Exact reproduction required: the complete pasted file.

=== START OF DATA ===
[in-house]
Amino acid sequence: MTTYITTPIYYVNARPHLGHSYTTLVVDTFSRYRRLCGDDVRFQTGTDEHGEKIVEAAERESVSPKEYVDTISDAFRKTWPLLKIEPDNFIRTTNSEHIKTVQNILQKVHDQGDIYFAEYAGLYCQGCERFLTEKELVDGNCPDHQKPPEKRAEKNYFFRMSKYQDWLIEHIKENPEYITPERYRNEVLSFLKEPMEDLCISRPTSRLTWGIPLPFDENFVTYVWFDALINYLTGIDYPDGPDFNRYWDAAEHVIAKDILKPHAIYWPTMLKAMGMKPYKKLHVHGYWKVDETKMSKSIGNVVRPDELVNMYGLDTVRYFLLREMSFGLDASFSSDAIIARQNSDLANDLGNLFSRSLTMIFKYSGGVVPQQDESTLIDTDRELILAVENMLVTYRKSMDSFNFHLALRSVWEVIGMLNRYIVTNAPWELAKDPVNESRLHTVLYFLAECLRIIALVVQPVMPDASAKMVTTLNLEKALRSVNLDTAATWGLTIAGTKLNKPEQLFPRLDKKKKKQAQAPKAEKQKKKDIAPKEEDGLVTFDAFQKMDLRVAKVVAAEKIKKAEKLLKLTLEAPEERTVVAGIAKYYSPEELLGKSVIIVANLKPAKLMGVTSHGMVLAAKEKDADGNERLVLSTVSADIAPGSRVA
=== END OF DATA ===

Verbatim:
[in-house]
Amino acid sequence: MTTYITTPIYYVNARPHLGHSYTTLVVDTFSRYRRLCGDDVRFQTGTDEHGEKIVEAAERESVSPKEYVDTISDAFRKTWPLLKIEPDNFIRTTNSEHIKTVQNILQKVHDQGDIYFAEYAGLYCQGCERFLTEKELVDGNCPDHQKPPEKRAEKNYFFRMSKYQDWLIEHIKENPEYITPERYRNEVLSFLKEPMEDLCISRPTSRLTWGIPLPFDENFVTYVWFDALINYLTGIDYPDGPDFNRYWDAAEHVIAKDILKPHAIYWPTMLKAMGMKPYKKLHVHGYWKVDETKMSKSIGNVVRPDELVNMYGLDTVRYFLLREMSFGLDASFSSDAIIARQNSDLANDLGNLFSRSLTMIFKYSGGVVPQQDESTLIDTDRELILAVENMLVTYRKSMDSFNFHLALRSVWEVIGMLNRYIVTNAPWELAKDPVNESRLHTVLYFLAECLRIIALVVQPVMPDASAKMVTTLNLEKALRSVNLDTAATWGLTIAGTKLNKPEQLFPRLDKKKKKQAQAPKAEKQKKKDIAPKEEDGLVTFDAFQKMDLRVAKVVAAEKIKKAEKLLKLTLEAPEERTVVAGIAKYYSPEELLGKSVIIVANLKPAKLMGVTSHGMVLAAKEKDADGNERLVLSTVSADIAPGSRVA